Our relatives who cultivate fallow land are conscious of this and, after the great forest fire, we have to be even more aware that it is important to make a clearing around the fallow land. This work has already been started by the Forest Fire Prevention Service in the regions. However, the reserve is large and it is difficult to access other indigenous villages. Nevertheless, they are continuing to do excellent work, making those who use the fallow land aware of the need to make a clearing around it beforehand, on the day of the burning, or to inform the Forest Fire Prevention Service and/or the Guardians and ask them to help with the burning of the fallow.

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The contrasting effects of Meliponiculture and unsustainable practices in Araribóia

Our region is still a relatively well conserved area and we have a lake in the vicinity, some 14 km from Barreirinha, the largest lake in Araribóia. There are several stories about this lake and about the riparian forests that help to sustain the lake. Animals such as birds, fish etc. and the fruits of the bacaba, buriti and jugara palms.

Via satellite, the green area of the reserve and the plantation on the other side

What we are frightened of is that this big lake, full of life, will become contaminated by chemical substances. Close to the lake, one or two kilometres away, there is a large soy plantation belonging to major companies, who scatter poison in order to combat the crop pests. These toxic substances may negatively affect animals living there and the pollinizing insects, and even harm the residents of the village in the vicinity of the lake.

Via satellite, lake and village of Lago Branco

“What we are frightened of is that this big lake, full of life, will become contaminated by chemical substances.”

I have strong faith in the work of stingless beekeeping, since as from the moment in which one starts to cultivate and live together with the Meliponini bees, there arose a desire to reforest degraded areas, to produce seedlings, to restore the springs, to do it all for the bees and the communities, to collect fruit and even sell the pulp of the fruit in the future.

We still possess these treasures in all of Araribóia. We do not need to cut down the forest in order to obtain our foodstuffs on a large scale or to enrich ourselves over and above this. Were we to do this, we would be taking away a part of the forest that would be difficult to restore. Money can be made in a few minutes but the forest requires a lot of time for it to return to its original state. We are able to produce many things in a small space, carrying out sustainable work and obtaining high-quality food without using chemical substances.

The plans for Araribóia are many; what we have to do is take them away from the paper and put them into practice.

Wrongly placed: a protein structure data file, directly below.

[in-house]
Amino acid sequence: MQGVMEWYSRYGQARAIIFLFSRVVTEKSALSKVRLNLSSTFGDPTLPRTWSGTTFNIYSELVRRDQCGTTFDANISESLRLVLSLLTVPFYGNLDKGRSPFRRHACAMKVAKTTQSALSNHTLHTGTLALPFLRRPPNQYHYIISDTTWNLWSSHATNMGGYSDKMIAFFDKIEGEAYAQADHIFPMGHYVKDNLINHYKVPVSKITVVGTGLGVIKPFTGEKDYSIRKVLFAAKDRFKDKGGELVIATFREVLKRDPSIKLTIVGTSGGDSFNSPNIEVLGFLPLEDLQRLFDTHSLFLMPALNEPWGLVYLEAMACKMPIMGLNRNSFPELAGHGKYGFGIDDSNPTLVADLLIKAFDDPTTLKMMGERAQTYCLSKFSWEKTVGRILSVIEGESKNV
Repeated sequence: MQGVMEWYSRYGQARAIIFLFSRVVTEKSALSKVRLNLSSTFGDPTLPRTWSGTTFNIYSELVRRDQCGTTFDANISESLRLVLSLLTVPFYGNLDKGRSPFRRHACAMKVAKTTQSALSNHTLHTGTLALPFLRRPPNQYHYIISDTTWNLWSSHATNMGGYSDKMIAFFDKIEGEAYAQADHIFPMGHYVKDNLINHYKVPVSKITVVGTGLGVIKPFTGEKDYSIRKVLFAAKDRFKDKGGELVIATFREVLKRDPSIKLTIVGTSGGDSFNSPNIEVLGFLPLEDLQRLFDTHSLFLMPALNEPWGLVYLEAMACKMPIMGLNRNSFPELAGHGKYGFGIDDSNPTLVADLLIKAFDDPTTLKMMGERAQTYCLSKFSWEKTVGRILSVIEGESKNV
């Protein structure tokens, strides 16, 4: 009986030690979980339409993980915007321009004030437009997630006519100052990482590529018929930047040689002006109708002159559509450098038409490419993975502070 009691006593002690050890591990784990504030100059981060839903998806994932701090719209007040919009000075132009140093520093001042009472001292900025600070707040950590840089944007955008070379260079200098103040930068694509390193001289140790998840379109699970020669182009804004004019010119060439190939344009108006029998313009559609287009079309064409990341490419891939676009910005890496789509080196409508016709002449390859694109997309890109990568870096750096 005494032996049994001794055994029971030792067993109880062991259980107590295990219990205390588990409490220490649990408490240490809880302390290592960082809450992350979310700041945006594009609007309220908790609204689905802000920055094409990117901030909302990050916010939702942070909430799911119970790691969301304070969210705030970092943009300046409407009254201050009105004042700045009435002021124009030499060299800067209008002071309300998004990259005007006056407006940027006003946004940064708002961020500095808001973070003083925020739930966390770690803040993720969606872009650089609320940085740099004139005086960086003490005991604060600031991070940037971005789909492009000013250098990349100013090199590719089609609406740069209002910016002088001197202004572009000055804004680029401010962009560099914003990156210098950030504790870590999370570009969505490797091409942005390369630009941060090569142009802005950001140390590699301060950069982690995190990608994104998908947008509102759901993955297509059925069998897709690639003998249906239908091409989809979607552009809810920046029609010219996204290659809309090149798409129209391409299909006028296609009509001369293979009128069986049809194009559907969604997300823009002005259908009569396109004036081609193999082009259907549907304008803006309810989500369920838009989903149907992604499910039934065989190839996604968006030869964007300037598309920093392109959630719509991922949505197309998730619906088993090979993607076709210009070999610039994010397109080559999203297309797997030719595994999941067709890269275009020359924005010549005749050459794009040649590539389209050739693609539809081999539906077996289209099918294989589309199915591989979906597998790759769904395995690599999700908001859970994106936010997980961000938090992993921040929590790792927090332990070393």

“Money can be made in a few minutes but the forest requires a lot of time for it to return to its original state.”

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Joining different types of knowledge to achieve more with Meliponiculture

The indigenous hunters know a great deal about bees, they know the names of each species of bees in the indigenous languages, how the bees behave and what they are used for. These relatives really do know their bees, but we have to make a little push towards helping them. They have knowledge that I myself did not know until now, but we are gradually discovering things together. Mutually exchanging knowledge, bringing together our two areas of knowledge so that we can achieve our objectives together. We help the bees, and they offer us their products such as: honey, pollen, propolis and much more! We have enough trees that give flowers and fruits. We can take advantage of collecting the seeds at the right time for each one, produce seedlings from them and plant them at places where that type of plant no longer exists. The bees will be most grateful for this, giving us their products in return.

“Mutually exchanging knowledge, bringing together our two areas of knowledge so that we can achieve our objectives together.”

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What Meliponiculture means to me

We do things that the bees are not able to do, and they do things that we are not able to do (we protect the bees against predators, observe and correct, while they pollinate our plantations and make our medicines and honey).
By means of them we obtain our nourishment, work to the benefit of our relatives and guarantee high-quality food on our table.

When we talk about stingless beekeeping (Meliponiculture) we are also talking about:
– Looking after the forest
– Producing seedlings
– Reforesting
– Saying “no“ to chemical products
– Products made by the bees
– Marketing
– Development

I express my thanks to all the team of Meli, who are carrying out important work with the stingless beekeepers in three states. I also thank everyone who is supporting me, such as my relatives, who have always believed and continue to believe in this work.

“From the moment in which we started to cultivate and live together with the Meliponini, there arose that desire to reforest degraded areas, […], to do it all for the bees and the communities”